Ambassador Davide said the incident took place shortly after UN peacekeepers responded to reports of fighting and stone throwing between two local groups near the former Chinese Embassy in Dili before 3:00 p.m.

Acuna and another Filipino peacekeeper, Joel Doria, the acting police district commander of Dili, were among the first to respond to the scene and tried to control the crowd. However, one of the groups turned against the UN police officers and began attacking them with rocks.

Quoting the DPKO report, Ambassador Davide said four UN police officers, including Acuna were injured while four UN vehicles were damaged as a result of the incident. He said one civilian died from a head injury, another was hurt, while 50 were arrested.

This is the second violent incident that resulted in an injury to a Filipino peacekeeper serving in Timor Leste. A year ago, Filipino police officer Edgar Layon was wounded when UN peacekeepers were caught in the middle of a gun battle between East Timorese factions also in Dili.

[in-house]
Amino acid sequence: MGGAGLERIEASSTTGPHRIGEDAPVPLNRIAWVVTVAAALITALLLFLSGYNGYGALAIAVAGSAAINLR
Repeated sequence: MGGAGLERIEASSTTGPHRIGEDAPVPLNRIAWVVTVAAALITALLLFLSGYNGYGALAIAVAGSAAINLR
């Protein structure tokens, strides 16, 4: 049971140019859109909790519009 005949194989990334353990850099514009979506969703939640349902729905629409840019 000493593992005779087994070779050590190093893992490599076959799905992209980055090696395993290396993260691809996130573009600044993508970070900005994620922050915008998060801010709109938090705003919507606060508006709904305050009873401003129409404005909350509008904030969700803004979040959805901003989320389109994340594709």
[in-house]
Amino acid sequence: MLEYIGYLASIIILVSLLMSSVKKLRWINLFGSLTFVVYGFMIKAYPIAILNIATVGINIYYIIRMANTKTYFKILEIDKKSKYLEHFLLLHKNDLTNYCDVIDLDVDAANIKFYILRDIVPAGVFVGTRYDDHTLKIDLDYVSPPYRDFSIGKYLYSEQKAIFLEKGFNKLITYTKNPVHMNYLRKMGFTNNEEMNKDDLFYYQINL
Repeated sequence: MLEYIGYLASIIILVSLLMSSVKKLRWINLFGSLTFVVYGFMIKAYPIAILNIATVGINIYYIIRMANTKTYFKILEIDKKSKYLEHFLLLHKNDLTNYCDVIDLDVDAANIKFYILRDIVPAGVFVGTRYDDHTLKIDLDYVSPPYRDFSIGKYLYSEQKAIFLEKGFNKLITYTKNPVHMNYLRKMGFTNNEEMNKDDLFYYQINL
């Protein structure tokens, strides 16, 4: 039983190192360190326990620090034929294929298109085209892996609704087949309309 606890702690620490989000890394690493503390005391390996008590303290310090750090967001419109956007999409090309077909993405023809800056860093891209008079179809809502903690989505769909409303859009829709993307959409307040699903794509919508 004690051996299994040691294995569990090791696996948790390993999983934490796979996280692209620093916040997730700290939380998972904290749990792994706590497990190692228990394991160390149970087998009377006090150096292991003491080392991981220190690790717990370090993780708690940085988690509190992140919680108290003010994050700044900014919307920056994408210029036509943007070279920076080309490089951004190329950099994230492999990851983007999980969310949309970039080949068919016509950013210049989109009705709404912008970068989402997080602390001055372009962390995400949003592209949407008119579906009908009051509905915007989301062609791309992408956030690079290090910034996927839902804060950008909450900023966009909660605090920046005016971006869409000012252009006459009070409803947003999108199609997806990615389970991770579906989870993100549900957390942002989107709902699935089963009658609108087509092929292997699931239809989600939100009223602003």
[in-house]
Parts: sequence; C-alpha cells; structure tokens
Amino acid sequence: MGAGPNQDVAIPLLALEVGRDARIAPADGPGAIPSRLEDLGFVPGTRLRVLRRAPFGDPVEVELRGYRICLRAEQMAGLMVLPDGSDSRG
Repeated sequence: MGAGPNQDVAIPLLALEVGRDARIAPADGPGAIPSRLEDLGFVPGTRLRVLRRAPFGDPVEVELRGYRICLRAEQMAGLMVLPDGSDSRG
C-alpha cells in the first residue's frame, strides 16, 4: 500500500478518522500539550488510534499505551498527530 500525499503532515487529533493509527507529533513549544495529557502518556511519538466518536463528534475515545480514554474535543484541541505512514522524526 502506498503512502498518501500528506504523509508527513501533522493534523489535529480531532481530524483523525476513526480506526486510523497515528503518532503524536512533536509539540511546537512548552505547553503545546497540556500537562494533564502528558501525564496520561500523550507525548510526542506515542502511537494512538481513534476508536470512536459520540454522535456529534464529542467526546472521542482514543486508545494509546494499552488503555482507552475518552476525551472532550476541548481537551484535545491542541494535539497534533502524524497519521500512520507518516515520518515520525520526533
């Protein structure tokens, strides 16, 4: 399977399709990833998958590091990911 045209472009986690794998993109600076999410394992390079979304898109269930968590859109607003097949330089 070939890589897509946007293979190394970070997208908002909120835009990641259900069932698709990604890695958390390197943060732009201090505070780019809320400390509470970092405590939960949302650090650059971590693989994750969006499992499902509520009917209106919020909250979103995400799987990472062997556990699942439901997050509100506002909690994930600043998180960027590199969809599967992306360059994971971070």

There are 155 Filipino police peacekeepers serving in UNMIT, making it the biggest UN peacekeeping mission where the Philippines is involved. UNMIT’s police component is also led by a Filipino, retired General Rodolfo Tor, who sits as UN police commissioner. END

East Timor Parties Commit to Democracy before Election, UN Says

Last Updated: May 28, 2007 21:04 EDT By Ed Johnson

May 29 (Bloomberg) -- East Timor's political parties agreed to respect the results of next month's parliamentary election and build a strong democratic process in the Southeast Asian nation, the United Nations said.

Candidates in the June 30 poll also signed a code of conduct committing them to positive campaigning and only challenging a disputed result through the courts, the UN said.

“The accord commits the winning party to representing the voices of the majority while listening to and accommodating the needs of the minority,'' Atul Khare, head of the UN mission in the country, said in a statement yesterday. ``It will also ensure that the minority will adopt a constructive role as a dynamic opposition capable of providing democratic checks and balances.''